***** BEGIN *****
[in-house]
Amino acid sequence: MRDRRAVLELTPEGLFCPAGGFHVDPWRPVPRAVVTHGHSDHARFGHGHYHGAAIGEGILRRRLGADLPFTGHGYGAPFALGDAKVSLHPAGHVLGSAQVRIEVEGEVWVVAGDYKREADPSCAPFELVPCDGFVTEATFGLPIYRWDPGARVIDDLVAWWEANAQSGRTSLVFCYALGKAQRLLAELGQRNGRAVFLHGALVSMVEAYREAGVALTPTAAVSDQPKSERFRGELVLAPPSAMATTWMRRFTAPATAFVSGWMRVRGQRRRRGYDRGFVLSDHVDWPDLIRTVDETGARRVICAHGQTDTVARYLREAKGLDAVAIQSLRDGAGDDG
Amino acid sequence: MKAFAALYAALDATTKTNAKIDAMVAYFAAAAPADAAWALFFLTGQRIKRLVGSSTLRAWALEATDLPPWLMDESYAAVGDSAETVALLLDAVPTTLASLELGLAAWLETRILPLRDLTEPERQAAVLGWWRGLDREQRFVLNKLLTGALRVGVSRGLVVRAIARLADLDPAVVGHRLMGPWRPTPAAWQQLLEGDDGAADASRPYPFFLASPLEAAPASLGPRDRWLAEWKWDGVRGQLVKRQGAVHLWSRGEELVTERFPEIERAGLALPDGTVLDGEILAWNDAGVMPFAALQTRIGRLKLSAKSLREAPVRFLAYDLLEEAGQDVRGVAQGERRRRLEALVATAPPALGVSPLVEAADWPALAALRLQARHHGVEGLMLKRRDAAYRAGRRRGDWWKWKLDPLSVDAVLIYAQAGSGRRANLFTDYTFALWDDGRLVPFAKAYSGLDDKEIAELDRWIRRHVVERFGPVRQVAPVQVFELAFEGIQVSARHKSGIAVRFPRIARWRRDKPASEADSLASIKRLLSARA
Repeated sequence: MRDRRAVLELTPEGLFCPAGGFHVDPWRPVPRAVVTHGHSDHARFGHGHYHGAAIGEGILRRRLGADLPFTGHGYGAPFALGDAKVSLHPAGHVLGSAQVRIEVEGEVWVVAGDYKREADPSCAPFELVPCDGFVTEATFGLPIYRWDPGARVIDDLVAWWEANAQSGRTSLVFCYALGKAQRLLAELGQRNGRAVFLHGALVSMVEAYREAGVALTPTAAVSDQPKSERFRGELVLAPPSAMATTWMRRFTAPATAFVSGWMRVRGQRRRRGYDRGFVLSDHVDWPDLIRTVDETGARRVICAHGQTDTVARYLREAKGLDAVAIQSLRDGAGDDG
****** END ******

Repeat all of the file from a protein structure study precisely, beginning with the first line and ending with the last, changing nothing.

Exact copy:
[in-house]
Amino acid sequence: MRDRRAVLELTPEGLFCPAGGFHVDPWRPVPRAVVTHGHSDHARFGHGHYHGAAIGEGILRRRLGADLPFTGHGYGAPFALGDAKVSLHPAGHVLGSAQVRIEVEGEVWVVAGDYKREADPSCAPFELVPCDGFVTEATFGLPIYRWDPGARVIDDLVAWWEANAQSGRTSLVFCYALGKAQRLLAELGQRNGRAVFLHGALVSMVEAYREAGVALTPTAAVSDQPKSERFRGELVLAPPSAMATTWMRRFTAPATAFVSGWMRVRGQRRRRGYDRGFVLSDHVDWPDLIRTVDETGARRVICAHGQTDTVARYLREAKGLDAVAIQSLRDGAGDDG
Amino acid sequence: MKAFAALYAALDATTKTNAKIDAMVAYFAAAAPADAAWALFFLTGQRIKRLVGSSTLRAWALEATDLPPWLMDESYAAVGDSAETVALLLDAVPTTLASLELGLAAWLETRILPLRDLTEPERQAAVLGWWRGLDREQRFVLNKLLTGALRVGVSRGLVVRAIARLADLDPAVVGHRLMGPWRPTPAAWQQLLEGDDGAADASRPYPFFLASPLEAAPASLGPRDRWLAEWKWDGVRGQLVKRQGAVHLWSRGEELVTERFPEIERAGLALPDGTVLDGEILAWNDAGVMPFAALQTRIGRLKLSAKSLREAPVRFLAYDLLEEAGQDVRGVAQGERRRRLEALVATAPPALGVSPLVEAADWPALAALRLQARHHGVEGLMLKRRDAAYRAGRRRGDWWKWKLDPLSVDAVLIYAQAGSGRRANLFTDYTFALWDDGRLVPFAKAYSGLDDKEIAELDRWIRRHVVERFGPVRQVAPVQVFELAFEGIQVSARHKSGIAVRFPRIARWRRDKPASEADSLASIKRLLSARA
Repeated sequence: MRDRRAVLELTPEGLFCPAGGFHVDPWRPVPRAVVTHGHSDHARFGHGHYHGAAIGEGILRRRLGADLPFTGHGYGAPFALGDAKVSLHPAGHVLGSAQVRIEVEGEVWVVAGDYKREADPSCAPFELVPCDGFVTEATFGLPIYRWDPGARVIDDLVAWWEANAQSGRTSLVFCYALGKAQRLLAELGQRNGRAVFLHGALVSMVEAYREAGVALTPTAAVSDQPKSERFRGELVLAPPSAMATTWMRRFTAPATAFVSGWMRVRGQRRRRGYDRGFVLSDHVDWPDLIRTVDETGARRVICAHGQTDTVARYLREAKGLDAVAIQSLRDGAGDDG